Other than that, I’d never read or heard another account of what went on until now.**  With nothing on TV the other night, I put on a DVD from “The History Channel” and  sat back to watch Absolute Evel: The Evel Knievel Story.

Although rather hokey in places (mostly due to the macho posturing of young Mathew McConnaughey doing the wrap-arounds), the documentary lays out the bruisingly turbulent life of Evel Knievel as it unfolded, warts and all, in becoming one of the last -- and perhaps the greatest -- of the 20th Century's true daredevils.

In the process, he helped pave the way for the modern wave of extreme sports. Whether that’s a good thing or not, I leave up to you.

For those interested, the film offers a vivid description by Evel (with a short film clip that may or may not be from the actual incident) of that ugly night at the Cow Palace.  Anybody curious about the event can hear the story straight from the horse’s mouth, and will find a lot more to like in this film.  Although not a great documentary, it’s probably the best film about Evel Knievel you’ll ever see.

The odd thing about these patterns of readership is that only one of the posts above has anything to do with the film industry -- and that one doesn't recount my own experiences working with legendary Hollywood assholes, but is a link to another blogger's vivid account of her day working for one of the true monsters of modern Hollywood.

It's a good one, too.

And then there's this one, recounting the painful burning miseries of a warm weather film-set affliction known throughout the industry as "Monkey Butt."  Just last week a search-term entry appeared looking for an answer to the question "Does monkey butt help acne on butt?" 

Butt acne?  I have no fucking idea.  Dude -- and I think we all know that question came from a guy -- all I can tell you is that Monkey Butt doesn't help anything.  It's all bad, all the time, until it finally goes away.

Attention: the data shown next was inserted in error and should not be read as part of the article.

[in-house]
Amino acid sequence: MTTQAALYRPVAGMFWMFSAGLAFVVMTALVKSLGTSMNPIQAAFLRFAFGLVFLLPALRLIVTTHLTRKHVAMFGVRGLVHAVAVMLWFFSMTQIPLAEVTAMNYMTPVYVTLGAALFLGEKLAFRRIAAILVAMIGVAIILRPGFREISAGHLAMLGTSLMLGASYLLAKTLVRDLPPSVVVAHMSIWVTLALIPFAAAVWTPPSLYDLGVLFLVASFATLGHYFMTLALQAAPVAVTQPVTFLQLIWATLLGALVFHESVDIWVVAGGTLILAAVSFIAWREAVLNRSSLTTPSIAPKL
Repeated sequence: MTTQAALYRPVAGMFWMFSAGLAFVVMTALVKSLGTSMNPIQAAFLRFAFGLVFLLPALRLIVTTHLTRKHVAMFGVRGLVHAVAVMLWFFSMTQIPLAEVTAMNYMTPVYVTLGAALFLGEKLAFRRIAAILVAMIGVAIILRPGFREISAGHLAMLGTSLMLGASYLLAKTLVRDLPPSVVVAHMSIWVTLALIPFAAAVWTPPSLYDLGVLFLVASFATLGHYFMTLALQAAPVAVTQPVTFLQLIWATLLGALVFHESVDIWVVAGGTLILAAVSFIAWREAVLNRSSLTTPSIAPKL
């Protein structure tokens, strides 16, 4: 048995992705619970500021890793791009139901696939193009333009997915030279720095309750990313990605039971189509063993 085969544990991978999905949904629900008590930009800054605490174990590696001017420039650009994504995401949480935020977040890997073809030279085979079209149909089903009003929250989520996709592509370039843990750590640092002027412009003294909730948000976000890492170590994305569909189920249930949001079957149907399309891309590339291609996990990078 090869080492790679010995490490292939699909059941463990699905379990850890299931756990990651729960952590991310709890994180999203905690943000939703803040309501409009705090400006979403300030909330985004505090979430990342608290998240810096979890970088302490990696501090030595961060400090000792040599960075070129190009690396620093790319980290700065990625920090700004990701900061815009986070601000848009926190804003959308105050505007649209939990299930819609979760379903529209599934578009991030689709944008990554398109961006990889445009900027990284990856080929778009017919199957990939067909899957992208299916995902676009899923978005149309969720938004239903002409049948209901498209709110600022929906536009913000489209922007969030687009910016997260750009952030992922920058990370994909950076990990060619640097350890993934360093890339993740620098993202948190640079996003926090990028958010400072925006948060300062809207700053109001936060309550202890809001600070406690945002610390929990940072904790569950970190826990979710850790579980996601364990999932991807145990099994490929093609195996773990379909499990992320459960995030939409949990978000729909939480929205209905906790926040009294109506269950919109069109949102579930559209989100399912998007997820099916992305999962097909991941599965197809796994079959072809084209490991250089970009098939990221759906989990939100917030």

And once that happens, the world is a brighter, better place...

* According to a recent LA Times piece, Liman -- an undeniably talented but famously mercurial director -- once had his lighting crew remain after filming concluded one day on "The Bourne Identity" so they could direct their lamps towards a nearby forest, thus allowing the esteemed director to play paintball on into the night.  In my book, that qualifies him as a complete asshole.

** Here's another account culled from a local newspaper at the time.


Matt said...

I'm so sad to learn that Doug Liman is a jerk! I love his movies. I wanted him to be a nice guy.

Michael Taylor said...

Matt --

It's only human to think/hope/want those whose work we admire -- be they actors, directors, rock stars or sports heroes -- to be exemplary people as well. And some are … but not all of them. Every group of people seems to include some who (for whatever reason) don't possess the ease and grace that makes for being nice guys. If that's disappointing -- and it is -- such is life.

But hey, at least those people do something right -- their work. Sometimes that just has to be enough...